Arts and Entertainment

“The Invisible Life of Addie LaRue”: An Artistic Portrayal of Self Love

A book review of “The Invisible Life of Addie LaRue” by V.E. Schwab, a portrait of the timeless struggle of finding value in your life and making an impact on the course of history.

Reading Time: 4 minutes

“A voice rises like smoke inside her chest.

Never pray to the gods who answer after dark.”

The fragile grass parts in a halo at her feet, and her hazel strands of hair shine golden against the dying sun, the last remaining glow of dusk bleeding into darkness. In the midst, she hears the clamor of clanging pots and pans from her small wooden village, which has served as both her home and prison for all these years. The girl is kneeling, murmuring under her breath, moving lips pressed against a wooden ring, and praying for an escape, a miracle. As the shadows from the hanging branches of the forest grow lean against the moonlight, an apparition appears and holds out his hand to her.

At this crossroad, she takes his hand, and her ring disintegrates. In that moment, she loses her father’s carpentry, her prized possession, her past, and her name, all for the chance to live out her future.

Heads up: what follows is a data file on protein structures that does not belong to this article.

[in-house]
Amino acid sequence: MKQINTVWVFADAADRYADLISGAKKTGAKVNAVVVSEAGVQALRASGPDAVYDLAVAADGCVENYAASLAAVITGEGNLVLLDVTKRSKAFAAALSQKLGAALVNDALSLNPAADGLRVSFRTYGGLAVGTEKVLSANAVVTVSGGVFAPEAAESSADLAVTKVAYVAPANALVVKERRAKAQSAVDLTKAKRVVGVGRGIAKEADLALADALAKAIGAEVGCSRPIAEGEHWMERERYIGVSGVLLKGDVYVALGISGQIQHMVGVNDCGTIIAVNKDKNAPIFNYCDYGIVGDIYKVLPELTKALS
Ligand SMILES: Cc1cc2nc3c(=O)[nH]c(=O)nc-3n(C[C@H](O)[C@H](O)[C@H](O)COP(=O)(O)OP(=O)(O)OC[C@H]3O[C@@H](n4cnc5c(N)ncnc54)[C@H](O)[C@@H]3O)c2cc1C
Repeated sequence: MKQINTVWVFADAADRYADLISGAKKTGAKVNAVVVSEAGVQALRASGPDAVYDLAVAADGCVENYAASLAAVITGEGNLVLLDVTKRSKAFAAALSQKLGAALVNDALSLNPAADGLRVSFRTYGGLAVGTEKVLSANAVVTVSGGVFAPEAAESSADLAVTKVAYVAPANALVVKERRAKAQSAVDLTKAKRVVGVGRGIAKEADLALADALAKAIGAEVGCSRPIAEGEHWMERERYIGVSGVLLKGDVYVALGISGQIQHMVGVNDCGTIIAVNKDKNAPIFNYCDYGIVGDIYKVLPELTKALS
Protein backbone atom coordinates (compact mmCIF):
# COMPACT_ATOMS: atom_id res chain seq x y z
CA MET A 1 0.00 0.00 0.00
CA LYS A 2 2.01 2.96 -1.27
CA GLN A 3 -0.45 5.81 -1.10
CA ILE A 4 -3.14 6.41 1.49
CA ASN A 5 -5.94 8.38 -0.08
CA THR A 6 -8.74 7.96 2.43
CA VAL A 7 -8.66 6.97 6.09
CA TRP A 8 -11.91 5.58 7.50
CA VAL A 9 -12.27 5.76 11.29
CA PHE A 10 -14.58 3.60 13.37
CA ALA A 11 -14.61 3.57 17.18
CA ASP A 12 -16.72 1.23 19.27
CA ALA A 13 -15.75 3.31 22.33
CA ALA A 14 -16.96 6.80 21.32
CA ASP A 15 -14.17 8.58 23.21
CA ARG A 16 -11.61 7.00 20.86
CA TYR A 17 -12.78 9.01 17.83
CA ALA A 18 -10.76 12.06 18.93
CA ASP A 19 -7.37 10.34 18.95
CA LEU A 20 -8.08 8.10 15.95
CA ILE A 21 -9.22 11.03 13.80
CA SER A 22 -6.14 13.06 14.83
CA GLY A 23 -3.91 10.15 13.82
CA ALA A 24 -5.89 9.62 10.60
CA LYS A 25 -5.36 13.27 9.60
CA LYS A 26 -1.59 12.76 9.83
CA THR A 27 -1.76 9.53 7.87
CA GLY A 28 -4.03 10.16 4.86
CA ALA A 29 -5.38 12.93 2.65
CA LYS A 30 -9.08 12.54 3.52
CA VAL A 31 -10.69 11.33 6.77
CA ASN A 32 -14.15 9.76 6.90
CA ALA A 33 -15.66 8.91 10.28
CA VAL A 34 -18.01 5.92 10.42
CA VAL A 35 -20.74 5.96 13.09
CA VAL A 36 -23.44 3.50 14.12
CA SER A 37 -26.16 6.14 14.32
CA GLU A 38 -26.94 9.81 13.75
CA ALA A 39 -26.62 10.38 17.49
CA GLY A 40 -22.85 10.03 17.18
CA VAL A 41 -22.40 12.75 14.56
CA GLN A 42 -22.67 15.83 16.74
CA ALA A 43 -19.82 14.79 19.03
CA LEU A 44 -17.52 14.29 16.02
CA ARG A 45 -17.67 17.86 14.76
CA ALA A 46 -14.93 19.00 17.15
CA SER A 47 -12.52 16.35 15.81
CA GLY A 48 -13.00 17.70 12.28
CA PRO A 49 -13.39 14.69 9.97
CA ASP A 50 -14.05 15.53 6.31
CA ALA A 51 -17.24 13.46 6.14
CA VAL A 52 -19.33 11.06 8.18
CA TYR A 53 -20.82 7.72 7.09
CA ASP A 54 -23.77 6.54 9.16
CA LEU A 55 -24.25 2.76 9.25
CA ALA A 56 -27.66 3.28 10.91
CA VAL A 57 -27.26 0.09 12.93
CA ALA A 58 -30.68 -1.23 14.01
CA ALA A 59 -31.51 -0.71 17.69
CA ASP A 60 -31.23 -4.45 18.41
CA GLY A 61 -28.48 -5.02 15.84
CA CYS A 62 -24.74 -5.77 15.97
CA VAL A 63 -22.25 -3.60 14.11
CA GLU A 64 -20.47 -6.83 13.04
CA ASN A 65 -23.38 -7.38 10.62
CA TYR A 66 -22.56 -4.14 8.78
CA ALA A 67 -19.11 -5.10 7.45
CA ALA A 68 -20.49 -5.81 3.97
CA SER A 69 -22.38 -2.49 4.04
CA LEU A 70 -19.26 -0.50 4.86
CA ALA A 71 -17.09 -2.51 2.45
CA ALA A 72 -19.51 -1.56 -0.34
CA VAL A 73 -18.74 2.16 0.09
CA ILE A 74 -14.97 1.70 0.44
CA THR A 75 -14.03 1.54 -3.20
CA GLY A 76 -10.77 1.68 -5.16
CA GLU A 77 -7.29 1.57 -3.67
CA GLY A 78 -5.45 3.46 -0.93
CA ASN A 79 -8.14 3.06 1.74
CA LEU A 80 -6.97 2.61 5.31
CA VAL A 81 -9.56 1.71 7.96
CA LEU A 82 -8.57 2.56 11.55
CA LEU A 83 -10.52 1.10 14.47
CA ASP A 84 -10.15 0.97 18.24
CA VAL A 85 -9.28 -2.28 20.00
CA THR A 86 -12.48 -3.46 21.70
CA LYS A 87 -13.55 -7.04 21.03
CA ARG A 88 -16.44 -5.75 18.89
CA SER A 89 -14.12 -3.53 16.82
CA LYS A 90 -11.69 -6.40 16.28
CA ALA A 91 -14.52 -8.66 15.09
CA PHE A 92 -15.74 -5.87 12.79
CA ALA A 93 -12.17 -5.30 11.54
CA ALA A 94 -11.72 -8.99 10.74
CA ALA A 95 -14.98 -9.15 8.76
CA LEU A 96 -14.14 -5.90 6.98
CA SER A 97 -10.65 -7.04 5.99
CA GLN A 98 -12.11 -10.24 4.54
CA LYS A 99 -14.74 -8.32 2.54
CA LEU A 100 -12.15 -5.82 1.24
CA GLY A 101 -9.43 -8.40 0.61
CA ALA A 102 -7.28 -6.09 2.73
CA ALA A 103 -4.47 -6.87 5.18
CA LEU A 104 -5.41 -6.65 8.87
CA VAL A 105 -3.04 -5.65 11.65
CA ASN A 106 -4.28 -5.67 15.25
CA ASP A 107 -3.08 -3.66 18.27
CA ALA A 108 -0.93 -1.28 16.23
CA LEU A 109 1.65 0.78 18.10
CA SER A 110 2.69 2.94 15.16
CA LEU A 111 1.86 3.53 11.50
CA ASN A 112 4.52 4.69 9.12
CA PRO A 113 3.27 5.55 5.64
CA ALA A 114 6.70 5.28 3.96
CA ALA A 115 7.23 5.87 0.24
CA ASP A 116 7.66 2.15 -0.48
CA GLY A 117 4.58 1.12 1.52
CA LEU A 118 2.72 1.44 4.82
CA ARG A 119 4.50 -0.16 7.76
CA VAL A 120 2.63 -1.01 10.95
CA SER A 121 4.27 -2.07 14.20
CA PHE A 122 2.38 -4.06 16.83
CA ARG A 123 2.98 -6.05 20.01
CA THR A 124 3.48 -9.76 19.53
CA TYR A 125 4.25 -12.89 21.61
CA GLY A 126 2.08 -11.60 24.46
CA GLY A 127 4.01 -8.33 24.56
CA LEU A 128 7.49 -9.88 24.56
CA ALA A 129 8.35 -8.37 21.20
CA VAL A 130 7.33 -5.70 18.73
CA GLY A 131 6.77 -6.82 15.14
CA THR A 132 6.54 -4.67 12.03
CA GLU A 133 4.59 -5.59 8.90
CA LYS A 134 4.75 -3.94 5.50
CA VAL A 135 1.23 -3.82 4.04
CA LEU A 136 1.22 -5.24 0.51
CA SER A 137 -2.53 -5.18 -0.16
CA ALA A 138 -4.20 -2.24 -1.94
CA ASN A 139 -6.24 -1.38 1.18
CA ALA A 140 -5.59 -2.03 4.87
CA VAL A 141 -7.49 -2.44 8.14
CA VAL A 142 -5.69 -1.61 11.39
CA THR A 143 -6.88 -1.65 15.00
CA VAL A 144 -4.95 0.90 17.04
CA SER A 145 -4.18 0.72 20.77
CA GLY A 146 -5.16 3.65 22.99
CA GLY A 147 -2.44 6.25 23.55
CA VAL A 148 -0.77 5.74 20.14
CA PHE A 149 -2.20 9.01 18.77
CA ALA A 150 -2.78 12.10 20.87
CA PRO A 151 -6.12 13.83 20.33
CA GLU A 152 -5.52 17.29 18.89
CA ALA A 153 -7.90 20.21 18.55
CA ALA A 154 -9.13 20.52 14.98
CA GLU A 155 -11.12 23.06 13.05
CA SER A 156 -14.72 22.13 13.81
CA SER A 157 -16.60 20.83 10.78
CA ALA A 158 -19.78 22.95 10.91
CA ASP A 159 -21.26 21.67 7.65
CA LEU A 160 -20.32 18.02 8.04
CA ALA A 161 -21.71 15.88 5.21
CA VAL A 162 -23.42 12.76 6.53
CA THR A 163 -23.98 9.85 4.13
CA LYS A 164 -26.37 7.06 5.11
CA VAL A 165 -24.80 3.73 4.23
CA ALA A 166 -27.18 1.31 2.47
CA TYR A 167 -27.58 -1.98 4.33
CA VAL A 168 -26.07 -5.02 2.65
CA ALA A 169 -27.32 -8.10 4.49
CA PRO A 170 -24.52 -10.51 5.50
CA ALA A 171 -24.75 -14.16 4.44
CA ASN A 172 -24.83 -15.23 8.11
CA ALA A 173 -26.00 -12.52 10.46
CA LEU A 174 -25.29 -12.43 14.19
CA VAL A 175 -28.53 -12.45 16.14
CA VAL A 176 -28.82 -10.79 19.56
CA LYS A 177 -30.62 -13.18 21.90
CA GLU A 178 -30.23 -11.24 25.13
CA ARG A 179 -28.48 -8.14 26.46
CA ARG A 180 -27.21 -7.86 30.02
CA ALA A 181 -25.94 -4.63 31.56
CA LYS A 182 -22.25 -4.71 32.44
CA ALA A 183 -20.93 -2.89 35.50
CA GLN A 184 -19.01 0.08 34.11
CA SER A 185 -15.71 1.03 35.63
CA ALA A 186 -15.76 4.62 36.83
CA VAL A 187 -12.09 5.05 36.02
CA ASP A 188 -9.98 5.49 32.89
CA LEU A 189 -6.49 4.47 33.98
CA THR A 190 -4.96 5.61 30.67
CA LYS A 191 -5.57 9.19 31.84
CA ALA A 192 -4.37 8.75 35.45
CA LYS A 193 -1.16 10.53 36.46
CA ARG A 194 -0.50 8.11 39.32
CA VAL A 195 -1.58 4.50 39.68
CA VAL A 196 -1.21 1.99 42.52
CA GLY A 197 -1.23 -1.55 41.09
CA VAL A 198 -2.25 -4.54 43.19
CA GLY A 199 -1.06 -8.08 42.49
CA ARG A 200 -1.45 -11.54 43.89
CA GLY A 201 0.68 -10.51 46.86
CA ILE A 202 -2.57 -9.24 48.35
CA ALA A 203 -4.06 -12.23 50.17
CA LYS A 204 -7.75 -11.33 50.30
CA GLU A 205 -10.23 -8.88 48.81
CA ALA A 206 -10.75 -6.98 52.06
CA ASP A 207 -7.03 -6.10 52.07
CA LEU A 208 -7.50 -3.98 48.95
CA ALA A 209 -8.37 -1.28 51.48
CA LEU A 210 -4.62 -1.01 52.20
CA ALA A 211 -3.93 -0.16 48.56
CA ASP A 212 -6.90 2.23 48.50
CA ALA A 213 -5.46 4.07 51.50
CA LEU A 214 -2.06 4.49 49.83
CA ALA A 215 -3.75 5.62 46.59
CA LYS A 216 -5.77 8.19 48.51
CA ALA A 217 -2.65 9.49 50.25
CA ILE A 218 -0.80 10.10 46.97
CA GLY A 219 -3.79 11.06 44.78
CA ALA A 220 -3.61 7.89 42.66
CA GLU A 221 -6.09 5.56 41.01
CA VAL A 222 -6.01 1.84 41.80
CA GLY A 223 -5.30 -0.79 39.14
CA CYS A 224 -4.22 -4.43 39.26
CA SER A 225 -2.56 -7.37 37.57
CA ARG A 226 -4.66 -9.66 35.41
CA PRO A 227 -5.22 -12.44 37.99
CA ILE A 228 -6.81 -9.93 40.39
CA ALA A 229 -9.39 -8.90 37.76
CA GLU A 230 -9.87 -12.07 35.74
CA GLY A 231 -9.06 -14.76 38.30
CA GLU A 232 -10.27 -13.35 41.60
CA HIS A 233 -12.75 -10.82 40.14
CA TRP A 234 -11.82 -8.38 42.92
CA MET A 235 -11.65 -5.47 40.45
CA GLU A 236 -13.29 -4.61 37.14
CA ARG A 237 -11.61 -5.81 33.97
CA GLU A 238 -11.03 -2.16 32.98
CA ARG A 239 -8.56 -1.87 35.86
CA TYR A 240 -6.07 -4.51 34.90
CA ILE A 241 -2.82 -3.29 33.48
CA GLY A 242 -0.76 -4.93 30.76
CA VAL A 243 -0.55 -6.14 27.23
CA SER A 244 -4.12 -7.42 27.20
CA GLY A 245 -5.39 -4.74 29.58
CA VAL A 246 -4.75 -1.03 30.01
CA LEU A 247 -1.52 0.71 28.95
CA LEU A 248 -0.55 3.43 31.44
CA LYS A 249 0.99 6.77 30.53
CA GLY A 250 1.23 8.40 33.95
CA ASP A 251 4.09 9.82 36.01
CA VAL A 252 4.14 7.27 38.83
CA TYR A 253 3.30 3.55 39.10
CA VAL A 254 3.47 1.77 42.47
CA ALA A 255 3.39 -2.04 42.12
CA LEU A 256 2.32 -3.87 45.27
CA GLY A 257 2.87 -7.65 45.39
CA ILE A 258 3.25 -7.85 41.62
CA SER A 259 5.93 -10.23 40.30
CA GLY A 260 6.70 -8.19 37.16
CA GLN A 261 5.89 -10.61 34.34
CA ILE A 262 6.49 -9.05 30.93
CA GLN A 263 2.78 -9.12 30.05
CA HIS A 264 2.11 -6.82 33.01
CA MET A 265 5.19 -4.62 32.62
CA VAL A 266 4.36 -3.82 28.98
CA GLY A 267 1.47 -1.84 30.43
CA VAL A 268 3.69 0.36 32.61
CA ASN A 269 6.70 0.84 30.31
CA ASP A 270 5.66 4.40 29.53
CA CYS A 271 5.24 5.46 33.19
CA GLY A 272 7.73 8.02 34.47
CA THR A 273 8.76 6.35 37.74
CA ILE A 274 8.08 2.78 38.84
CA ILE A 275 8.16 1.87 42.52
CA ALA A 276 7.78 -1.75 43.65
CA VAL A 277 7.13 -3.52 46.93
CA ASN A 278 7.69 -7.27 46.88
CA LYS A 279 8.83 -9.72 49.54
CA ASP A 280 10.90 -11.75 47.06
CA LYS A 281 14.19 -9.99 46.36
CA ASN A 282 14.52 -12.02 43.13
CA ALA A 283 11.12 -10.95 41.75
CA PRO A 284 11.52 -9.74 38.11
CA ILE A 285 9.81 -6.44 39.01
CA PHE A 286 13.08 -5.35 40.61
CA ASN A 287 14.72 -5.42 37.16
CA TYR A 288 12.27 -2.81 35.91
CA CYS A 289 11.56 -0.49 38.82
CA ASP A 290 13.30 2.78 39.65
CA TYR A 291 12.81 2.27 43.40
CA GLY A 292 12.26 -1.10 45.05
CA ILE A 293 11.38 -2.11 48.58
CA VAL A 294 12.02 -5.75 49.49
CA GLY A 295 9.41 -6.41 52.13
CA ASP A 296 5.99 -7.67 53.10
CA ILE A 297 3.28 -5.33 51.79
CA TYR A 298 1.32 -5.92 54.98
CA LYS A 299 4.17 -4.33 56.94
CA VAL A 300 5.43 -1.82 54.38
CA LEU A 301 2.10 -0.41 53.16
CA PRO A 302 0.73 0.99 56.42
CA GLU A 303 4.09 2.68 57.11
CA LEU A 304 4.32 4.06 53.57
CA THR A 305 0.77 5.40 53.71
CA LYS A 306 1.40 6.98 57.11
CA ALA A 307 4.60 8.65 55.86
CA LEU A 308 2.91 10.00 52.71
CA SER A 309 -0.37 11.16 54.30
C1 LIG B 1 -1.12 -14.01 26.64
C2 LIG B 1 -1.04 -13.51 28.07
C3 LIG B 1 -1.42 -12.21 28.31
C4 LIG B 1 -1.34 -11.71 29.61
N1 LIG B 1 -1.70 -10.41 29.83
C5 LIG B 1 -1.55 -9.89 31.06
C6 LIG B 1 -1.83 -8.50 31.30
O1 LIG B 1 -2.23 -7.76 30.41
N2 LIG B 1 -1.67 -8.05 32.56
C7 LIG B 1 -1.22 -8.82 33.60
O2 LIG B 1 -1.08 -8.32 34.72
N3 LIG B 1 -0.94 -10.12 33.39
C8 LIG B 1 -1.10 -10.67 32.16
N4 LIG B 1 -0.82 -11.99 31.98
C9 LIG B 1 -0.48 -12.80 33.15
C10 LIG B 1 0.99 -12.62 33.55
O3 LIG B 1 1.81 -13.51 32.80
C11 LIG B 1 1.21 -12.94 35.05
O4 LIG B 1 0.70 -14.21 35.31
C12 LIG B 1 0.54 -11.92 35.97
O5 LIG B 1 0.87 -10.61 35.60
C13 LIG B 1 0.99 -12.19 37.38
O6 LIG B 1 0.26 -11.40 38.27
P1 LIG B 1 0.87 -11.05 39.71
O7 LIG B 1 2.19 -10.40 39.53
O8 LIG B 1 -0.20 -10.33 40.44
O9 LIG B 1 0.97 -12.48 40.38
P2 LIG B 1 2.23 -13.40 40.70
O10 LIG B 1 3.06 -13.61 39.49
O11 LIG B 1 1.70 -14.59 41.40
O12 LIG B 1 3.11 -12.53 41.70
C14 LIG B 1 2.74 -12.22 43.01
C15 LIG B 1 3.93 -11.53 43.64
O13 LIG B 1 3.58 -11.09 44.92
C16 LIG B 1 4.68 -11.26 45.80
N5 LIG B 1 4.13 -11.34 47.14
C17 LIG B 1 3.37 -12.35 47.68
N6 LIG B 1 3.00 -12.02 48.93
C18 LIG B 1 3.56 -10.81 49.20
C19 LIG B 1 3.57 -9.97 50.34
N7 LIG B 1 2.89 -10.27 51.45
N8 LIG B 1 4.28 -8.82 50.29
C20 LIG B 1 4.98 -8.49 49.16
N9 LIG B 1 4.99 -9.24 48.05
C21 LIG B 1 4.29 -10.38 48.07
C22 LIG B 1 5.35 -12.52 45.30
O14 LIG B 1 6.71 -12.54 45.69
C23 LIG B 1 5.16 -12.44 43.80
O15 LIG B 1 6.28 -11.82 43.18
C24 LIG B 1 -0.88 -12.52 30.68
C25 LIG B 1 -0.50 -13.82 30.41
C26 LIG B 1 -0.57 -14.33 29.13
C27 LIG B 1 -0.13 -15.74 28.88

This is the premise of “The Invisible Life of Addie LaRue” by V. E. Schwab, reminiscent of a Faustian tale—a bargain made with the devil in exchange for one’s soul. Told through a series of flashbacks, the story integrates Addie’s past memories into the present, building on the initial air of ambiguity and loneliness that permeates all aspects of her life. Though the novel starts in the present, Addie’s story begins in 1714 Villon-sur-Sarthe, a village on the outskirts of Paris. It’s in these memories where the reader first glimpses her unbridled spirit, her love for her father’s vibrant storytelling on their trips to the city, and the rampant growth of her imagination, haphazard and beautiful. Her soul is most profoundly expressed through her charcoal sketches, their emotional nuance only amplified through Schwab’s lush prose. As Addie grows older and is increasingly restricted by the expectation to marry, the listlessness and desperation she feels toward her future strike a chord with the reader, successfully executing a profound take on an otherwise cliché premise.